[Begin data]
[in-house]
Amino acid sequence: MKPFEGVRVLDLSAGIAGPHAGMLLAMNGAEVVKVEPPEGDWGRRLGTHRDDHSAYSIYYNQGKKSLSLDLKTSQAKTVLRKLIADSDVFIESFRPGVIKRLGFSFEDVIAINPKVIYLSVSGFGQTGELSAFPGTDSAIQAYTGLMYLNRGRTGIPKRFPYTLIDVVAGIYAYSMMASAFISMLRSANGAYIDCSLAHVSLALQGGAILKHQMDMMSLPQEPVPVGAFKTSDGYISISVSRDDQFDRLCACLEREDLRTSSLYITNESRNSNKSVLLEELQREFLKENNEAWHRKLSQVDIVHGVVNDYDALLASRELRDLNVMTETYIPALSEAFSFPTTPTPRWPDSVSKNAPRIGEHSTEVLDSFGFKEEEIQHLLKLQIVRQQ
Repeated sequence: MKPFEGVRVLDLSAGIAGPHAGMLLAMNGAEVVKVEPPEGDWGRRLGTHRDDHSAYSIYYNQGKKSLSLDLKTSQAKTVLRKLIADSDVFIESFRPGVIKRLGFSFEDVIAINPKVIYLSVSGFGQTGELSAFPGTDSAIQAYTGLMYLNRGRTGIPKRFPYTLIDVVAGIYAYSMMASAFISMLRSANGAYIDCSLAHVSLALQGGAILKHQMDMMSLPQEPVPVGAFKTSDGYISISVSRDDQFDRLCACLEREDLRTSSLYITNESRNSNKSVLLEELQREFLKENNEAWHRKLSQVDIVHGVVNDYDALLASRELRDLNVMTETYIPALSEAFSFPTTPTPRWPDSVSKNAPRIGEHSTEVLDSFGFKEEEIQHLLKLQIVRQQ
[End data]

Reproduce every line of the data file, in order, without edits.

[in-house]
Amino acid sequence: MKPFEGVRVLDLSAGIAGPHAGMLLAMNGAEVVKVEPPEGDWGRRLGTHRDDHSAYSIYYNQGKKSLSLDLKTSQAKTVLRKLIADSDVFIESFRPGVIKRLGFSFEDVIAINPKVIYLSVSGFGQTGELSAFPGTDSAIQAYTGLMYLNRGRTGIPKRFPYTLIDVVAGIYAYSMMASAFISMLRSANGAYIDCSLAHVSLALQGGAILKHQMDMMSLPQEPVPVGAFKTSDGYISISVSRDDQFDRLCACLEREDLRTSSLYITNESRNSNKSVLLEELQREFLKENNEAWHRKLSQVDIVHGVVNDYDALLASRELRDLNVMTETYIPALSEAFSFPTTPTPRWPDSVSKNAPRIGEHSTEVLDSFGFKEEEIQHLLKLQIVRQQ
Repeated sequence: MKPFEGVRVLDLSAGIAGPHAGMLLAMNGAEVVKVEPPEGDWGRRLGTHRDDHSAYSIYYNQGKKSLSLDLKTSQAKTVLRKLIADSDVFIESFRPGVIKRLGFSFEDVIAINPKVIYLSVSGFGQTGELSAFPGTDSAIQAYTGLMYLNRGRTGIPKRFPYTLIDVVAGIYAYSMMASAFISMLRSANGAYIDCSLAHVSLALQGGAILKHQMDMMSLPQEPVPVGAFKTSDGYISISVSRDDQFDRLCACLEREDLRTSSLYITNESRNSNKSVLLEELQREFLKENNEAWHRKLSQVDIVHGVVNDYDALLASRELRDLNVMTETYIPALSEAFSFPTTPTPRWPDSVSKNAPRIGEHSTEVLDSFGFKEEEIQHLLKLQIVRQQ